I spent most of last week in the “other Washington.” It all does make you wonder, as one Congressman quipped some time ago: “Who needs Al-Qaeda when you have got E. coli?” What would happen if we stopped the petty bickering and actually did something about food safety like:
1. Develop and implement Hazard Analysis Critical Control Point-based systems (and if you can’t have HACCP on the farm, say HACCP-based);
2. Conduct microbial testing on soils, water and product on a routine basis;
3. Develop a product coding system down to the unit package level (bag, clamshell) allowing rapid trace back;
4. Support mandatory regulation of the produce industry at federal, state and local levels; and,
5. Support research to determine the critical values for the safety of food, water, air and soils in farming operations.
1. Improve Hazard Analysis Critical Control Point systems;
2. Create a culture of food safety and sanitation within the firm;
3. Institute a profit-sharing model to engage employees fully in the health and well-being of the organization;
4. Require all suppliers of raw materials to have HACCP systems in place; and,
5. Audit yourself and your suppliers.
1. Train and certify managers and train employees in food safety;
2. Create a culture of food safety within the firm;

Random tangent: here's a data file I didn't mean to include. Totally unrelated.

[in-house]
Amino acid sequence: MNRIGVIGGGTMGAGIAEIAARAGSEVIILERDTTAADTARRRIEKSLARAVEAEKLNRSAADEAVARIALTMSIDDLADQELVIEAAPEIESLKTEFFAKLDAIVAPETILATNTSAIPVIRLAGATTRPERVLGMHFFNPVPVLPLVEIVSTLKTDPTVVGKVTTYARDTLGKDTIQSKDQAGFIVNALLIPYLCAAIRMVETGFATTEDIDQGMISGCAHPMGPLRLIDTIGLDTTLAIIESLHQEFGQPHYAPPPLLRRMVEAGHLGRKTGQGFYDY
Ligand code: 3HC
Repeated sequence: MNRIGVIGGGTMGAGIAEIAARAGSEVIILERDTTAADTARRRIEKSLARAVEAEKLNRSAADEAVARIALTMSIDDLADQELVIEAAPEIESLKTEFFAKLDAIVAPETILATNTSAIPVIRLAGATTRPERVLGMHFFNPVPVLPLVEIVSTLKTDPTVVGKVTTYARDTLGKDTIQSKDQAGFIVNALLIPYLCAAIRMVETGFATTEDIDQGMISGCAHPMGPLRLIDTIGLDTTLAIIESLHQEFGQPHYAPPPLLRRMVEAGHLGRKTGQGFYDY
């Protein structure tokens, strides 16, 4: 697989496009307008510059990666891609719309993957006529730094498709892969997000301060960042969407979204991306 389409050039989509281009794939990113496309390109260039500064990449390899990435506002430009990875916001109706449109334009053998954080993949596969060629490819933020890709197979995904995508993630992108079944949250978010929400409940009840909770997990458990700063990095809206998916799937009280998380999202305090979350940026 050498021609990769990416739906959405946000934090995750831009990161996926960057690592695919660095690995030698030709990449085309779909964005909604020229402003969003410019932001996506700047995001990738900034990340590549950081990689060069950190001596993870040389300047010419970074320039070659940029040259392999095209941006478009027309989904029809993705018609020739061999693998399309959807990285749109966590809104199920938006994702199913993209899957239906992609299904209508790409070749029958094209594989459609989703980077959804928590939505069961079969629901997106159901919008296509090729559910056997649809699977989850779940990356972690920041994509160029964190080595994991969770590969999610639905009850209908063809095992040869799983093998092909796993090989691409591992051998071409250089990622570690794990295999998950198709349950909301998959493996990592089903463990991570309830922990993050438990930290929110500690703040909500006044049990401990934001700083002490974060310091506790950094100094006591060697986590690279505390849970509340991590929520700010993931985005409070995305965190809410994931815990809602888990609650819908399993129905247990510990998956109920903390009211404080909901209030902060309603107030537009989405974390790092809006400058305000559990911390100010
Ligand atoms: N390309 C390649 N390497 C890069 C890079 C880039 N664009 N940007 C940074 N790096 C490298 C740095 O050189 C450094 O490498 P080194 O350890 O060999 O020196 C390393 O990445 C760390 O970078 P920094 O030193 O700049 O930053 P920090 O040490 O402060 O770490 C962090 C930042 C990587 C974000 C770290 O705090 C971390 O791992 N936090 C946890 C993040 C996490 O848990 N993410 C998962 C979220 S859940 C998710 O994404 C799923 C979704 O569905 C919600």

3. Provide frontline management with the authority, not just the responsibility, for food safety;
4. Provide a line-item budget for food safety; and,
5. Provide accessible health insurance for employees.
1. Build win-win industry partnerships while maintaining autonomy to independently protect public health;
2. Provide an outsourced system to maintain inspection schedules, shift cost to industry;
3. Require all operators of all food-related businesses to have a valid, verifiable food safety management system;
4. Develop and implement science-based auditing techniques moving away from the poke-and-sniff inspection models; and,
5. Apply risk assessment to identify high-risk operations for more intensive interventions and strengthen surveillance.
1. Support consumer activist organizations that base their platforms on science and public health protection;
2. Become more knowledgeable about food safety;
3. Use a thermometer when cooking and do not undercook or consume raw high-risk foods such as ground beef, seafood, and chicken;
4. Demand that restaurants be graded for food safety and that the grades be posted; and,
5. Support your federal, state and local governments’ efforts in food safety regulation and vote for candidates who value public health protection.
I know, this is not perfect and there are things to complain about, but it is better than doing nothing, which is what we are doing now.© Food Safety News